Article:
Once the coronavirus began to spread, AU Health quickly bolstered its telehealth capabilities, training 400 providers on virtual COVID-19 screenings and collaborating with the Georgia Department of Health and the Georgia National Guard to open testing sites. From March 10–20, AU Health performed 1,500 virtual COVID-19 screenings; by April 20, it had conducted 3,500 virtual screenings. Those who qualified for testing based on a virtual screening were directed to an emergency department (ED) testing center established by AU Health.
Today, AU Health is expanding its telehealth footprint and creating virtual services in the ambulatory space, such as postoperative visits and geriatric care. So far, 22% of ambulatory visits have been converted to telehealth, primarily in areas such as behavioral health, neurology, family medicine, and pediatrics. The system’s goal is to convert 50% of ambulatory visits to telehealth.
The onus isn’t just on providers to support a more robust telehealth response. For the U.S. healthcare system to fully leverage telehealth throughout the coronavirus pandemic, stakeholders such as government, health plans, and health systems must partner to:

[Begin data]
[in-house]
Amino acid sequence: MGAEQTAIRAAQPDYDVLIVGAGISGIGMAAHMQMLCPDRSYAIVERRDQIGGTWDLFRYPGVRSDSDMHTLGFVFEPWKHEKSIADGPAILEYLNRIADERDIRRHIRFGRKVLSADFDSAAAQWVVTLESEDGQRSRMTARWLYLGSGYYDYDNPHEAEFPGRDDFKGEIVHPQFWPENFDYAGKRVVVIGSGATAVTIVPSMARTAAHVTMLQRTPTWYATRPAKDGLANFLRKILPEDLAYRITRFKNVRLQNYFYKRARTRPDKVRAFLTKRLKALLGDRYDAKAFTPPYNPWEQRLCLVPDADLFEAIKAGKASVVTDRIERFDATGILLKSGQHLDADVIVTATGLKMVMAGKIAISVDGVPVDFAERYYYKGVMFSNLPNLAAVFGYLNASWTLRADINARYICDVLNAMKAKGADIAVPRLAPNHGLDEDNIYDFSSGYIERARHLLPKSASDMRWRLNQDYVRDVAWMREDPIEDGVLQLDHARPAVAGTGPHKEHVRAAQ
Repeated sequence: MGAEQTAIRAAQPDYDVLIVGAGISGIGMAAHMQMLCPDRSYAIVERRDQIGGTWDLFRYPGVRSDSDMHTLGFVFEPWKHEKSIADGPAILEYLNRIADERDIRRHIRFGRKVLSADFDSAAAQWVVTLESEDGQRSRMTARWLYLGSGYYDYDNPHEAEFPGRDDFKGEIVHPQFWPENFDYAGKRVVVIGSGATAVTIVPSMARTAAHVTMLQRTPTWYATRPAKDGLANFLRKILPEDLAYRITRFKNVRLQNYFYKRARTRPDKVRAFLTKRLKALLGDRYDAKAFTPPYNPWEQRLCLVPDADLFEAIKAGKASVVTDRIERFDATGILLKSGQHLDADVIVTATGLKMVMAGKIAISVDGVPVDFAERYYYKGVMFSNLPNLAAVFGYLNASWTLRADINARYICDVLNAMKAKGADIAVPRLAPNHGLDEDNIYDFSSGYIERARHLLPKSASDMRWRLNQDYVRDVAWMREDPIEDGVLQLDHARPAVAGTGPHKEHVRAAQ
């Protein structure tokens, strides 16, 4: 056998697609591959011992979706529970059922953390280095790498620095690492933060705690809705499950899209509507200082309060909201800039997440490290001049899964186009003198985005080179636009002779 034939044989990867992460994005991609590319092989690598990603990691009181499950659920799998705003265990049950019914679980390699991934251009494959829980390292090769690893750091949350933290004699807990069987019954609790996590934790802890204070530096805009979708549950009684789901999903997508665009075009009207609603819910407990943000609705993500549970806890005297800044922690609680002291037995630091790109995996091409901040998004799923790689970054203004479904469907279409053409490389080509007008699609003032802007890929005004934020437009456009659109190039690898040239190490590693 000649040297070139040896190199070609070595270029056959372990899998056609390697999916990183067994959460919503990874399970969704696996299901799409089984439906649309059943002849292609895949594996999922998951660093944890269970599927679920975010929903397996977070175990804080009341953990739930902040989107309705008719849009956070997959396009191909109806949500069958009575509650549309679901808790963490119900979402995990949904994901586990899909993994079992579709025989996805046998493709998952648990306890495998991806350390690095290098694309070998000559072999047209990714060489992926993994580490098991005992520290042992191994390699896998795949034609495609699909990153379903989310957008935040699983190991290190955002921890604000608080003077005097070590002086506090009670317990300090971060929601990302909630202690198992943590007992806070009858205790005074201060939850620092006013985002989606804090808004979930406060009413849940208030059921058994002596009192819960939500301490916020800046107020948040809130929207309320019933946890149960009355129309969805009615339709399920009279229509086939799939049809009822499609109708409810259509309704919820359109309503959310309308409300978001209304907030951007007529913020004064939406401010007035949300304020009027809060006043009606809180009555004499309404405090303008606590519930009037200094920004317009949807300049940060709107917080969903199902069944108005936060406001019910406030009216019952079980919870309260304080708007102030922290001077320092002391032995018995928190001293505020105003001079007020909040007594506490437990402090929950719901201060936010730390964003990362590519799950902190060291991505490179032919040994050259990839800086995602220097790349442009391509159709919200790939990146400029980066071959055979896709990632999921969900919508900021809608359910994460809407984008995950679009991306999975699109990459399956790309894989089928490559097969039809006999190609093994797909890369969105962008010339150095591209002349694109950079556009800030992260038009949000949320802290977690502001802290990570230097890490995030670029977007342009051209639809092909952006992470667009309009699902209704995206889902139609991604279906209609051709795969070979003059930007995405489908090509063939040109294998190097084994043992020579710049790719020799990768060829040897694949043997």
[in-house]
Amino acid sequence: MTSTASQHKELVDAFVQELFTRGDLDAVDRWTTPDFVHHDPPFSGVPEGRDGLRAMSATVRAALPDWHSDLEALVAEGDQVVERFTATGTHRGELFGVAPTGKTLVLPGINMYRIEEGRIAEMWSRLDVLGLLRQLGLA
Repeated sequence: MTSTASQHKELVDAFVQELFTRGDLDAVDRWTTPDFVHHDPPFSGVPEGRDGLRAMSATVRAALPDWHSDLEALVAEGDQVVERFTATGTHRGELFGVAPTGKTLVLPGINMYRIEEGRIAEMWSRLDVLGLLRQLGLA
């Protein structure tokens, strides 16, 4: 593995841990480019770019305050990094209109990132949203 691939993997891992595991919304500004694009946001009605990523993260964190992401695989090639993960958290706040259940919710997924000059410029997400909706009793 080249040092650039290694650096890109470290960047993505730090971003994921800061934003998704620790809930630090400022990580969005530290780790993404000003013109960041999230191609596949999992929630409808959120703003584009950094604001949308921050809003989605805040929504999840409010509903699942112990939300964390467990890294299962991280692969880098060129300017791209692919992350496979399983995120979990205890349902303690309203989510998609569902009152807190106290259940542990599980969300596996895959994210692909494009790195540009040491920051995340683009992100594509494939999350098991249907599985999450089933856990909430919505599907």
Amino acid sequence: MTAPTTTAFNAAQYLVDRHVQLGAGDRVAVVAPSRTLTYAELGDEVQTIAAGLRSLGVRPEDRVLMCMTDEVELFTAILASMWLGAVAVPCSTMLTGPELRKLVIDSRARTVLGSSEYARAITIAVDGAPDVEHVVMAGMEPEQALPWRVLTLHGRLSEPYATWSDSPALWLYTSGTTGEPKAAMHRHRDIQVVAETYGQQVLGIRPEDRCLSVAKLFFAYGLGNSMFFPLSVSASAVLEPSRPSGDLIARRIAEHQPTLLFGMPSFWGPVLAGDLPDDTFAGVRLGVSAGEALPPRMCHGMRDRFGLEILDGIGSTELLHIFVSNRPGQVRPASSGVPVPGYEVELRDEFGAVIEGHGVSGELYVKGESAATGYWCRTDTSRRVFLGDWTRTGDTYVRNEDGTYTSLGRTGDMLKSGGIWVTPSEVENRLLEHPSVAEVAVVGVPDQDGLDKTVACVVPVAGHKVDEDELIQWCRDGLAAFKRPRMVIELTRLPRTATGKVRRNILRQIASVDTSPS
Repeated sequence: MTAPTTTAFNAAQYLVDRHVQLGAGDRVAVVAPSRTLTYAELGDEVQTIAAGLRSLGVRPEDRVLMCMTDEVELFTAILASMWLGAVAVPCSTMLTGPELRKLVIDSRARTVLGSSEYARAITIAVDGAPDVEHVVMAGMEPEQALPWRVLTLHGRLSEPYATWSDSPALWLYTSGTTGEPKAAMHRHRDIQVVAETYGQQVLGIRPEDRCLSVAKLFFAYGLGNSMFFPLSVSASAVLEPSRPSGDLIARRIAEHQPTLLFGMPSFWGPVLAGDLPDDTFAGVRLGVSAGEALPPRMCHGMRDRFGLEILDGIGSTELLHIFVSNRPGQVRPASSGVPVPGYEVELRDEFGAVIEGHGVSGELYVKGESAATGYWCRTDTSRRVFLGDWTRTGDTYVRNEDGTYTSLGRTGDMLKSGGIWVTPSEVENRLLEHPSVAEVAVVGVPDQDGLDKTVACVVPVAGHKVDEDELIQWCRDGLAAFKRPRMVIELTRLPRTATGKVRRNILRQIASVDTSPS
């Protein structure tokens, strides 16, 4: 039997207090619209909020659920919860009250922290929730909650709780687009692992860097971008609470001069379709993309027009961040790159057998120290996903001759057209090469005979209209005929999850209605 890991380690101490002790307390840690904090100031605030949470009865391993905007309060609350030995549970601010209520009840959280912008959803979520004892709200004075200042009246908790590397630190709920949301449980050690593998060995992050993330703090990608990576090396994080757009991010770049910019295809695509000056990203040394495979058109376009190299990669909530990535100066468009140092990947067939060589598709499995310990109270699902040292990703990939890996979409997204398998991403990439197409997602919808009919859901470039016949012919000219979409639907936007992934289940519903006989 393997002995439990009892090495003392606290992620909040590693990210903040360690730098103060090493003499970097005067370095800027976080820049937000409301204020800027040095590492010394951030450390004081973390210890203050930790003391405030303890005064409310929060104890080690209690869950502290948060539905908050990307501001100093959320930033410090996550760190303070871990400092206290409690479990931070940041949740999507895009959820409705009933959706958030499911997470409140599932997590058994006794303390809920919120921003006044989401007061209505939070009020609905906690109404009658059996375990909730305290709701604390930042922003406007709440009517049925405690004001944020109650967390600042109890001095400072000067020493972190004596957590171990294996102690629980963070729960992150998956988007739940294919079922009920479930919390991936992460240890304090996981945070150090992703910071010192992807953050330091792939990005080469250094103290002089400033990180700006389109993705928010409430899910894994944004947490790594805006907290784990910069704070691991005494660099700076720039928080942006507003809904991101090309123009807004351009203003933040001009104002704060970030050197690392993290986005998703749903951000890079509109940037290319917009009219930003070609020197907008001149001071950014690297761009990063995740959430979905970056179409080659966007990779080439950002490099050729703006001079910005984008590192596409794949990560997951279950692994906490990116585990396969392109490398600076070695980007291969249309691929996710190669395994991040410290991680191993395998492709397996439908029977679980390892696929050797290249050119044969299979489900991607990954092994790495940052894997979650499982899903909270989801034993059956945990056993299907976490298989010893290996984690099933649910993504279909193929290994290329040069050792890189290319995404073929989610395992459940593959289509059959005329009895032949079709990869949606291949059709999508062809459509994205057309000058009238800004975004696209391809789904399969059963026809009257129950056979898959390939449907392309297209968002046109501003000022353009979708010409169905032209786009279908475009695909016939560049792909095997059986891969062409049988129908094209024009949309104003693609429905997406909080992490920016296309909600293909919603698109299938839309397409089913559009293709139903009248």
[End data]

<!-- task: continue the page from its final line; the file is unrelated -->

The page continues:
- Ensure equitable access to broadband technologies for patients
- Limit regulatory barriers to telehealth adoption, such as licensure portability and reimbursement reform
- Incentivize programs that encourage innovation, particularly for vulnerable populations in skilled nursing and long-term care facilities
- Position telehealth as the “great load balancer” in healthcare. Using telehealth to leverage clinicians from areas that are less affected by the coronavirus can replenish vital healthcare services in areas that are overwhelmed. This puts trained resources where they are most needed, saving lives while shielding those who have not been infected. It’s an approach that also helps to prevent harm, such as when local workers become overtaxed in keeping up with demands for care. Our own Amwell Medical group ensures we can provide this assistance by obtaining multiple state licenses for our providers. This notion was also extremely helpful during the initial COVID-19 wave. For instance, the New York medical license reciprocity allowed us to project our entire national network of providers to help the New York City outbreak.
Another example is Ochsner Health in Louisiana, which enables providers from outside their system to “Uber into the telehealth app.” More than 2,400 providers—both within and outside the health system—are trained to deliver virtual care through Ochsner Health’s telehealth platform. Currently, about 230 on-demand urgent care visits take place each day, with an average wait time of just eight minutes. The organization far surpassed its goal of 6,000 telehealth visits in 2020, with more than 80,000 virtual visits conducted since March alone.